Wednesday, August 24, 2011

Print better than online for retention: study

People who read newspapers "remember significantly more news stories than online news readers"; print readers "remembered significantly more topics than online newsreaders"; and print readers remembered "more main points of news stories," according to study presented at the annual meeting of the Association for Education in Journalism and Mass Communication. The paper, "Medium Matters: Newsreaders' Recall and Engagement With Online and Print Newspapers," by Arthur D. Santana, Randall Livingstone, and Yoon Cho of the University of Oregon.

Reporting on, "Press box" columnist Jack Shafer recounted his own unsuccessful attempt to go "print-free."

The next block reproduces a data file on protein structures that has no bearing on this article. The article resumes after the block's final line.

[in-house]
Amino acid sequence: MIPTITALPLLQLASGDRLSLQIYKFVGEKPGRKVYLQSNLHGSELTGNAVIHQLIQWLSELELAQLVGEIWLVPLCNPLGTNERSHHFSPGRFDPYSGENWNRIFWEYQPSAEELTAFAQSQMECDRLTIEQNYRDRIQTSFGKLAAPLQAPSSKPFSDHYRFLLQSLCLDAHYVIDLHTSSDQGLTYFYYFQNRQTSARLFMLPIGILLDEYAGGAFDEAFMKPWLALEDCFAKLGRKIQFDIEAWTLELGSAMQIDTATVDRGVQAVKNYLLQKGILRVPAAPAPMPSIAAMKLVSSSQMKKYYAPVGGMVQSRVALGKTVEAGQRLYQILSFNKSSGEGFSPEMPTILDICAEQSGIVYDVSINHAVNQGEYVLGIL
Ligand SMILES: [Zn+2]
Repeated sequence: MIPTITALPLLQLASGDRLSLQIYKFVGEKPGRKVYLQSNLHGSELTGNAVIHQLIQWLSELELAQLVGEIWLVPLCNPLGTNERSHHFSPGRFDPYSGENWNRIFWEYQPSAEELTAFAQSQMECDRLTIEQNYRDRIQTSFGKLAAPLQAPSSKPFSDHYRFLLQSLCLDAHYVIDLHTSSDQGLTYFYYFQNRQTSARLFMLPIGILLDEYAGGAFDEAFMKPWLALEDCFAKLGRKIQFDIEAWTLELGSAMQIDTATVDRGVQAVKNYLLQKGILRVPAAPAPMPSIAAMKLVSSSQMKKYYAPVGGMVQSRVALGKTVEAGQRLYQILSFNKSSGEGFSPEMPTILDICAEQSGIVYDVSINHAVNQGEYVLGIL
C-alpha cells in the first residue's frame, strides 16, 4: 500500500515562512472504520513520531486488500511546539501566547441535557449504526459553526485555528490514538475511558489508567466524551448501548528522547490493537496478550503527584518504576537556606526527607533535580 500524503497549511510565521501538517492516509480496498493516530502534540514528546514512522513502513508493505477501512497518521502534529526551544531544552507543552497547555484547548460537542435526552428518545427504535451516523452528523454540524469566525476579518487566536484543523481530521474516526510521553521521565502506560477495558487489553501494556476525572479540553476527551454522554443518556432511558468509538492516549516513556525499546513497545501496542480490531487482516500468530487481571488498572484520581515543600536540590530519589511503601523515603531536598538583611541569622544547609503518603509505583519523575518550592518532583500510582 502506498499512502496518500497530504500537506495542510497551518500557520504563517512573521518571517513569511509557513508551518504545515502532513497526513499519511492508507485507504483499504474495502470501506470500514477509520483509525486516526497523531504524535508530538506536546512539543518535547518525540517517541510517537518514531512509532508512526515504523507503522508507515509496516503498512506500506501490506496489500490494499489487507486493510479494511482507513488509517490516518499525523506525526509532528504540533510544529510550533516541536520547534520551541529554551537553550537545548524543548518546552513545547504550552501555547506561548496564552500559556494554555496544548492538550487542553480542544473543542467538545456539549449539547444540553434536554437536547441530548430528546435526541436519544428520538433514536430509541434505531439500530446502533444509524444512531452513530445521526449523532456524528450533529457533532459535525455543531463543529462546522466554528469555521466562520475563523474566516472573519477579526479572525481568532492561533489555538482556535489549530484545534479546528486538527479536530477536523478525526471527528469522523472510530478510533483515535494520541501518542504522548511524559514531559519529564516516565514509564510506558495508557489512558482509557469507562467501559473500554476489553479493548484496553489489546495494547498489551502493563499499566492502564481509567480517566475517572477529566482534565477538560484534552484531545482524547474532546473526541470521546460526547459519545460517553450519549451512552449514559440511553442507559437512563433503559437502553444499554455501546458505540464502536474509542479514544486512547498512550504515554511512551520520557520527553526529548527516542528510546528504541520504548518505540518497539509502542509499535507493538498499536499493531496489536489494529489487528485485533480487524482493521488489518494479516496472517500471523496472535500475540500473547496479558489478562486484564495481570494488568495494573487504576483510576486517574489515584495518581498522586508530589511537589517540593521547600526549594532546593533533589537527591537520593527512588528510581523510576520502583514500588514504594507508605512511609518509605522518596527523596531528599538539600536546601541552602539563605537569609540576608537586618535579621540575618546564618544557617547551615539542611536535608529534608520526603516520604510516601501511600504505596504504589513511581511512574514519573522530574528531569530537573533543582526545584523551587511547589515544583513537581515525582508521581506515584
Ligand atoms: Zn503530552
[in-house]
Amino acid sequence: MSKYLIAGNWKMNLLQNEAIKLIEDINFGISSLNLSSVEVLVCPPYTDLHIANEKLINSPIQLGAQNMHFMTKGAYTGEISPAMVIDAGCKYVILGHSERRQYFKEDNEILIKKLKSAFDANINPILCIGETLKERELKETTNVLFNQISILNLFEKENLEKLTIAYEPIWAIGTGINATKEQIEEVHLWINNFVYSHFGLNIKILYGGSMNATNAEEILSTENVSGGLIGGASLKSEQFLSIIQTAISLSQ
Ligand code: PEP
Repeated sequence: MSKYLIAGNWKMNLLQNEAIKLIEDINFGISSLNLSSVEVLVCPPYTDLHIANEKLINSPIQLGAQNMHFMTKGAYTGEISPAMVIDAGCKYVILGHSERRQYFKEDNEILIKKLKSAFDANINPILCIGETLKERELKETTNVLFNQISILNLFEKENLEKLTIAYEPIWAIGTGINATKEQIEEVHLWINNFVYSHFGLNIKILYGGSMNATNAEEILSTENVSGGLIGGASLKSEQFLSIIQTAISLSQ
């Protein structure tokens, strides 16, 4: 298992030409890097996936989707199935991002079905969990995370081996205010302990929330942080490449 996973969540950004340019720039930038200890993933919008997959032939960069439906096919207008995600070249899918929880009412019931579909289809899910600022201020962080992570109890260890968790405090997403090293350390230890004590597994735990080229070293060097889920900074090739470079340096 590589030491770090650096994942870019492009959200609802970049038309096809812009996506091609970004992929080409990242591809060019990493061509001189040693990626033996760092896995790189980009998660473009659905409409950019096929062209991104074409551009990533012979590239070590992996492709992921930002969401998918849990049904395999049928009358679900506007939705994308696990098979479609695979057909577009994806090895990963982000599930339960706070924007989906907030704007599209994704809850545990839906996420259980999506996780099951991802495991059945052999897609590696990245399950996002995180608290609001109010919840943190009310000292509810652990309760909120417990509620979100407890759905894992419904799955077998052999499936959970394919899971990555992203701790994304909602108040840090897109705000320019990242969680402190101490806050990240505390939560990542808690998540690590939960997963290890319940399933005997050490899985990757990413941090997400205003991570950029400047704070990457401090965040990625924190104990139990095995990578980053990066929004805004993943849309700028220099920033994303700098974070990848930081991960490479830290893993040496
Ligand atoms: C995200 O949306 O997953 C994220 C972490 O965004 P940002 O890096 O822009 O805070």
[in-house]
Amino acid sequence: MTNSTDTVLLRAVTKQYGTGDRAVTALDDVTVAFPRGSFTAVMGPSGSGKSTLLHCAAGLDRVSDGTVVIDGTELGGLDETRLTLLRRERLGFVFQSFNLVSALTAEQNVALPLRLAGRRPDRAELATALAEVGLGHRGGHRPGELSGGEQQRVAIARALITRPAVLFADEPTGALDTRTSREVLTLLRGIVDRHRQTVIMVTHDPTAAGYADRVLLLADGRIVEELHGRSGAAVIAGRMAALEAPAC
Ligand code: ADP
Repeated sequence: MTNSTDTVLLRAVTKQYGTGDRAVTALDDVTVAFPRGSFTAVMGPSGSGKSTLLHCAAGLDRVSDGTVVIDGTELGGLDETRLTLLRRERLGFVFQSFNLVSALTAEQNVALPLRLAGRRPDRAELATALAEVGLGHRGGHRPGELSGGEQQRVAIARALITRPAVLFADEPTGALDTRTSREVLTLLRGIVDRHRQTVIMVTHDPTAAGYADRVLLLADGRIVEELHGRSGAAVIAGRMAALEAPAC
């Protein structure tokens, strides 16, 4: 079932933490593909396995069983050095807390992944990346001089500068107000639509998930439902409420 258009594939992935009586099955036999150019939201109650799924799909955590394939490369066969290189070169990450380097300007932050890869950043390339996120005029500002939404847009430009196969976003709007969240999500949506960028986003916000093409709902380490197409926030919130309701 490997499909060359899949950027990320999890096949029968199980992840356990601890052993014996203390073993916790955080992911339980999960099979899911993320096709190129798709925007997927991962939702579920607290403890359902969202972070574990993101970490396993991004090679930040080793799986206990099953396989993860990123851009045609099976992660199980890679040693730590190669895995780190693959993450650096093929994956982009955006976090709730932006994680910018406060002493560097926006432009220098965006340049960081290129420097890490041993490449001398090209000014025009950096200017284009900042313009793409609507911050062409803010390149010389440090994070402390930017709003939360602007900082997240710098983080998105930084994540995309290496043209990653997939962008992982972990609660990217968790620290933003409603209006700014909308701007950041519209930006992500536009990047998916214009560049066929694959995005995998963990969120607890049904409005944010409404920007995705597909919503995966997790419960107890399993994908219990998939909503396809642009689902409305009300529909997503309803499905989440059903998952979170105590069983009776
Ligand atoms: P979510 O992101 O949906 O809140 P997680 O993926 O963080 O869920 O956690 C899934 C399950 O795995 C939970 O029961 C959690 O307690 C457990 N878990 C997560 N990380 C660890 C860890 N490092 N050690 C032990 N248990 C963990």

"What I really found myself missing was the news," Shafer writes. "Even though I spent ample time clicking through the Times website and the Reader, I quickly determined that I wasn't recalling as much of the newspaper as I should be."

"Online newspapers tend to give few cues about a story's importance," he continued, "and the 'agenda-setting function' of newspapers gets lost in the process. 'Online readers are apt to acquire less information about national, international and political events than print newsreaders because of the lack of salience cues; they generally are not being told what to read via story placement and prominence—an enduring feature of the print product,' the [AEJMC] researchers write. The paper finds no evidence that the 'dynamic online story forms' (you know, multimedia stuff) have made stories more memorable."